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do while loop

 
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Hi everyone,
How're you doing?
One simple question is about the do while loop.
Even though I know that loop will always execute at least once.
The general form is
do{
statments;
}while(condition);

However, I don't get the meaning of one example in my textbook.
The example is as follows:

Is that any problems about the boolean expression in the two do while condition
(ch == '\n'| ch =='\r') , (answer !=ch)
Could anyone explain that code please?
Thank you very much
Larry
[ edited to preserve formatting using the [code] and [/code] UBB tags -ds ]
[ June 23, 2002: Message edited by: Dirk Schreckmann ]
 
Greenhorn
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basically, the inner do-while keeps reading in a new char and testing to make sure it isn't either CR or LF. If it is, it gets another. Once it has a valid char (not CR or LF) it tests and makes the appropriate comment.
The boolean expression using a bitwise comparison of the boolean expressions c==\n and c==\r. Basically, this just treats the individual booleans as 2 bits and OR's them together. It has the exact same effect as c==\n || c==\r, so I don't really know why a person would use it. I usually reserve bitwise comparisons when the bits of my numbers hold crucial information (a simple array). From what I've read, do-while is not good coding, since the condition test is not immediately visible to the person reading the code. "while(test){}" is much clearer to the reader. You can do anything a do-while can do with a simple while (provided you initialize certain values you want to test for, about the only advantage I know of, for do-while.)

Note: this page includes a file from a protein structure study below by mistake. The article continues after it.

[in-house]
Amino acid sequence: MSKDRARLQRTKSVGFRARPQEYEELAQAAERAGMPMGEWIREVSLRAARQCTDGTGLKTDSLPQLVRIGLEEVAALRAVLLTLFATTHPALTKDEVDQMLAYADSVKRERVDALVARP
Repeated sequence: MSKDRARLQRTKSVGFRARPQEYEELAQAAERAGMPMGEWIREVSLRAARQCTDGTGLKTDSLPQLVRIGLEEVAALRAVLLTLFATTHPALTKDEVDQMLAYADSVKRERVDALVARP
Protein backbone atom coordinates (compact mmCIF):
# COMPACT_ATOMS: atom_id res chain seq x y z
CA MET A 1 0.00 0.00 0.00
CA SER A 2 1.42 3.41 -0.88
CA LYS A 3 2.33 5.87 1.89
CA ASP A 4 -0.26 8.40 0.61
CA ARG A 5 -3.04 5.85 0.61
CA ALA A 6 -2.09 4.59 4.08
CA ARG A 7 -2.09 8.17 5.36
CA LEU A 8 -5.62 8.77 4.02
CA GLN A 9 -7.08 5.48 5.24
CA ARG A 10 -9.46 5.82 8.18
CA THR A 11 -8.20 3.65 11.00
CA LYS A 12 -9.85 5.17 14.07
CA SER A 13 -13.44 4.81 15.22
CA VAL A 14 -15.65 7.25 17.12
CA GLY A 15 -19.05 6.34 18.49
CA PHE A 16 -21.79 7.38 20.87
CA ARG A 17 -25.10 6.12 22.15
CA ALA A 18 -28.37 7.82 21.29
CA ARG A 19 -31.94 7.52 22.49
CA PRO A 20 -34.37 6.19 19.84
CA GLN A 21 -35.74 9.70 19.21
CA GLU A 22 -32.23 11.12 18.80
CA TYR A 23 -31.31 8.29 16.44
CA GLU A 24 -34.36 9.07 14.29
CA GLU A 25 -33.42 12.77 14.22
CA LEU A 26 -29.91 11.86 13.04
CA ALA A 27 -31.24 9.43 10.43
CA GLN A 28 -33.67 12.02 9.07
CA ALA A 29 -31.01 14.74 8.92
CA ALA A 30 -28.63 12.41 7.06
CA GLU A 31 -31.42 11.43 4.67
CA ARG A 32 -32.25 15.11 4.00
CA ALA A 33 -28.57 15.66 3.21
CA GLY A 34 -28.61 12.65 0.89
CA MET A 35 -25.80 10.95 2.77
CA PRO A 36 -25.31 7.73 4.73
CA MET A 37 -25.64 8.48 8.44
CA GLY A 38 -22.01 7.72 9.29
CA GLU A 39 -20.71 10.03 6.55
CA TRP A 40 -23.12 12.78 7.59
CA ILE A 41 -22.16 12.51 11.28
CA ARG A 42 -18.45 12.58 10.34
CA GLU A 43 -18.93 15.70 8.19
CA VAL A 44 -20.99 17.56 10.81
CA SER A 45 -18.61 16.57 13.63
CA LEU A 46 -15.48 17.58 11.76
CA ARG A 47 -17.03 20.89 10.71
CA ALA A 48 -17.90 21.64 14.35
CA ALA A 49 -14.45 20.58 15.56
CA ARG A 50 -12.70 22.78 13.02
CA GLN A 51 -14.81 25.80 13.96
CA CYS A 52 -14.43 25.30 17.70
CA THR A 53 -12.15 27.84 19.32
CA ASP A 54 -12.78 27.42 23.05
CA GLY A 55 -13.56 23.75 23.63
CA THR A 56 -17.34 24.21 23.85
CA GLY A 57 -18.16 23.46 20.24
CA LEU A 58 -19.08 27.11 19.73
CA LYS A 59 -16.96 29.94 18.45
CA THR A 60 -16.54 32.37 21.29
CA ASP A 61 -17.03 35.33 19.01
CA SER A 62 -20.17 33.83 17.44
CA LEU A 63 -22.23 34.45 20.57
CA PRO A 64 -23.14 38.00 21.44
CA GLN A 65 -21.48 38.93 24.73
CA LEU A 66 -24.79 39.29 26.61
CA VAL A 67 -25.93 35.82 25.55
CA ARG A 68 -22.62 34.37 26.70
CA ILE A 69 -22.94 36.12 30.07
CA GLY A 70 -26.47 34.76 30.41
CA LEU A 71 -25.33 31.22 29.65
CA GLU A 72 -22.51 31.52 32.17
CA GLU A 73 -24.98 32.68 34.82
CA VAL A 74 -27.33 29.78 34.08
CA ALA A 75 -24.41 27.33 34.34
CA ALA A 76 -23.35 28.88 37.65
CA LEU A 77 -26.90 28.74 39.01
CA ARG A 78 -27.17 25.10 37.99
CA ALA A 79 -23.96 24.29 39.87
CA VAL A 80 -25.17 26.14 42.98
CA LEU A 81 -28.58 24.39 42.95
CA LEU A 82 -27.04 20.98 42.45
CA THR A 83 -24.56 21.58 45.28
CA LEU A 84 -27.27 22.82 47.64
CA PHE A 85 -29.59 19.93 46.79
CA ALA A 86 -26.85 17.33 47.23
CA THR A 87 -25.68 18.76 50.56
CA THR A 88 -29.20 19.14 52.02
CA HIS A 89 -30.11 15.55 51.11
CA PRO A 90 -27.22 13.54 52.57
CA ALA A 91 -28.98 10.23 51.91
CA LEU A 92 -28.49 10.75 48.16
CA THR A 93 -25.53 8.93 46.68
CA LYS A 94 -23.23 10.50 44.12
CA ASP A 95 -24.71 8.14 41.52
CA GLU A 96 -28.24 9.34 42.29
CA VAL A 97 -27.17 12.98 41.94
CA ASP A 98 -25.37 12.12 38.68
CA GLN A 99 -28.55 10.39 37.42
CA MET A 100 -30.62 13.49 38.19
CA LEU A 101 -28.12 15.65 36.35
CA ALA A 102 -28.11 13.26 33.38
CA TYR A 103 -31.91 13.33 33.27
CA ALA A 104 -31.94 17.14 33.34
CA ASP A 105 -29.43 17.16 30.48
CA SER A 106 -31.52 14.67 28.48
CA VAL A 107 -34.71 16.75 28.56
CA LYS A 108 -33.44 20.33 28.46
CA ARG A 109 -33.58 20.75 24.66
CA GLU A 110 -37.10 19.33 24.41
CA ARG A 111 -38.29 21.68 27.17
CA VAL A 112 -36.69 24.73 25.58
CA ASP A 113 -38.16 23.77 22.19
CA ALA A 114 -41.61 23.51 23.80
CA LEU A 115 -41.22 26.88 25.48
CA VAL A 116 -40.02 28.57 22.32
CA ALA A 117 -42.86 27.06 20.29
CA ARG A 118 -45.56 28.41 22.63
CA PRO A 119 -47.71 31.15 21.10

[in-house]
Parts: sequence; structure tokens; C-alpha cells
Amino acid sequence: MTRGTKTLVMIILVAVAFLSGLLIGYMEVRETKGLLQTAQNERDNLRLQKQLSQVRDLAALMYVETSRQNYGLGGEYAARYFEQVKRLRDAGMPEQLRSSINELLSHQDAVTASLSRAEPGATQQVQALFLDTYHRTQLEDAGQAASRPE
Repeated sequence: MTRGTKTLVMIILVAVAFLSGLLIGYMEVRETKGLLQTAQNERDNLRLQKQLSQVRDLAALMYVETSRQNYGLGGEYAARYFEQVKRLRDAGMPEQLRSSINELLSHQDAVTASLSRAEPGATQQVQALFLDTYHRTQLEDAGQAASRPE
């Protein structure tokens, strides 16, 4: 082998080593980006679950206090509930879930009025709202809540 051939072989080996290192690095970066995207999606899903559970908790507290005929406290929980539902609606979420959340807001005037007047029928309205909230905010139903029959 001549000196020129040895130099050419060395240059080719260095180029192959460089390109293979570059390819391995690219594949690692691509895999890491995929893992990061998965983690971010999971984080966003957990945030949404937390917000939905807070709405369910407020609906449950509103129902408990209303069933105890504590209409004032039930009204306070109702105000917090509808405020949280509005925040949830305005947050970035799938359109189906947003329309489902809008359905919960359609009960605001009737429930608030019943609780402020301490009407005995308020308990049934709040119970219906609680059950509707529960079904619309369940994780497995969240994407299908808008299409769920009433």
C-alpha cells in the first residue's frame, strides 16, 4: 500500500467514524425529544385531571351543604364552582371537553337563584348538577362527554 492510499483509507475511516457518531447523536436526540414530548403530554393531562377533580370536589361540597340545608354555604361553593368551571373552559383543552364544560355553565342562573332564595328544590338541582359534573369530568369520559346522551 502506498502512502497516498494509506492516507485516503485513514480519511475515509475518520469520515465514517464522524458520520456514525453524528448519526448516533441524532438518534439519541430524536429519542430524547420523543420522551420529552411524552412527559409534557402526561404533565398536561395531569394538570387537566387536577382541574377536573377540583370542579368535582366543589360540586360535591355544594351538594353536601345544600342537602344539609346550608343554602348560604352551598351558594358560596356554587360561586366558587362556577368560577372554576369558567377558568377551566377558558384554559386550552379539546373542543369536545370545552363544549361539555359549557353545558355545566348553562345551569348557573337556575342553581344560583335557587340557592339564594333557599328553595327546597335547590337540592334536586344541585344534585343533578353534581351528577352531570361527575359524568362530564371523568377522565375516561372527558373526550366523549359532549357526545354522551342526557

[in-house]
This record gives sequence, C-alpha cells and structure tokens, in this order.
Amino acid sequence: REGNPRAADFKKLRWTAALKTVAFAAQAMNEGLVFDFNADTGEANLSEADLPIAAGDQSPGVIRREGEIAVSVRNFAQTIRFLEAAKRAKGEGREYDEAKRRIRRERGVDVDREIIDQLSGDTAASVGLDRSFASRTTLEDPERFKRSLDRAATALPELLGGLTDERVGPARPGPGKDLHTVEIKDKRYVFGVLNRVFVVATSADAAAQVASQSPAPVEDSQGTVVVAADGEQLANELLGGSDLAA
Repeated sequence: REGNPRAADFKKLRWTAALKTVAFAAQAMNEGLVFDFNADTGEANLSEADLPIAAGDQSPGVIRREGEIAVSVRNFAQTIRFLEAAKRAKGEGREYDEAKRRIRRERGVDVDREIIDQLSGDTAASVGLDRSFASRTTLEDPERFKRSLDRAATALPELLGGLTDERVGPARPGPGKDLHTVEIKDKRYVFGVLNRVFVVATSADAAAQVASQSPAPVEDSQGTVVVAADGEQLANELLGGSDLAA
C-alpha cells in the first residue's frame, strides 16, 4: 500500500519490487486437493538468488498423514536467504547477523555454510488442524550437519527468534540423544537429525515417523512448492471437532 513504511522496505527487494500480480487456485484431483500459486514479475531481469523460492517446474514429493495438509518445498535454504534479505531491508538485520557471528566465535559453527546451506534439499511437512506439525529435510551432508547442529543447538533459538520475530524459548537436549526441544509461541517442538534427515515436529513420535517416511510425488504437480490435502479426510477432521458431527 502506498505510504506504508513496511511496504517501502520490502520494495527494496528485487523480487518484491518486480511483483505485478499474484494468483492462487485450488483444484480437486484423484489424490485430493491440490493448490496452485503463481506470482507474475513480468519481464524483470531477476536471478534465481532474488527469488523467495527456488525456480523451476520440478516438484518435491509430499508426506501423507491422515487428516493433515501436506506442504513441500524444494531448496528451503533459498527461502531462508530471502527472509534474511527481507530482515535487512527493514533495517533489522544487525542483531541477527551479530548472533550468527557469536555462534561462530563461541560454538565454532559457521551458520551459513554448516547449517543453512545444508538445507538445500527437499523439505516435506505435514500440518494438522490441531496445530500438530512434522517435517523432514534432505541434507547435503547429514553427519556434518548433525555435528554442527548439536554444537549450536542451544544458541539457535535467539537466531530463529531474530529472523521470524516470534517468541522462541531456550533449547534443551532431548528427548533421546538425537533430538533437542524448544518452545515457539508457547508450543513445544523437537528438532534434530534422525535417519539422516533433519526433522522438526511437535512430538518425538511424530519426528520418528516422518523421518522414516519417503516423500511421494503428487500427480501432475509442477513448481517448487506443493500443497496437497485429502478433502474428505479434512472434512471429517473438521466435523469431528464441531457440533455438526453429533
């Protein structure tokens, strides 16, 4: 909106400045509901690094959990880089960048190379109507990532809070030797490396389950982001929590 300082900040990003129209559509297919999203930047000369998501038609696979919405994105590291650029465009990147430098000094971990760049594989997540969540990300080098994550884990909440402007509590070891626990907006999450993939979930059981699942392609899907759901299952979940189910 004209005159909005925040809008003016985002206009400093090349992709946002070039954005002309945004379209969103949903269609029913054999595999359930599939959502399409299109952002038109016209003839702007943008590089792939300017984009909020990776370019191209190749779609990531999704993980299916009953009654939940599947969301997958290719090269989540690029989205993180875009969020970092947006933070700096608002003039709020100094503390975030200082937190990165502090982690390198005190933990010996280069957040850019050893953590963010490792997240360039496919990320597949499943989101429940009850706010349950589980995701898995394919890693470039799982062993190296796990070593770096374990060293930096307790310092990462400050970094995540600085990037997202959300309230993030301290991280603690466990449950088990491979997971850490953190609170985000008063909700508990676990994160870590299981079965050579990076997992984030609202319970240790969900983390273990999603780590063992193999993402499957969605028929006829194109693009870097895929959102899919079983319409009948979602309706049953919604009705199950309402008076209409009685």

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The boolean expression using a bitwise comparison of the boolean expressions c==\n and c==\r. Basically, this just treats the individual booleans as 2 bits and OR's them together. It has the exact same effect as c==\n || c==\r, so I don't really know why a person would use it.
Using the | or || operators does not produce the exact same effect (necessarily). The || operator is a short-circuiting operator - as soon as a true value is determined or if all conditions have tested false, the test is satisfied. So, if the first condition tests true, then subsequent conditions are not tested.
When using a short-circuiting operator, the programmer must realize that all of the assignments or tests, that are part of some compound boolean test, might not occur.
Of course, in the example presented by Larry, this matter is of little consequence.
[ June 23, 2002: Message edited by: Dirk Schreckmann ]
 
Ian Ohlander
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Forgot about that short circuiting effect. Now it seems more clear why a person would use it. To force the second boolean to be evaluated no matter what.
 
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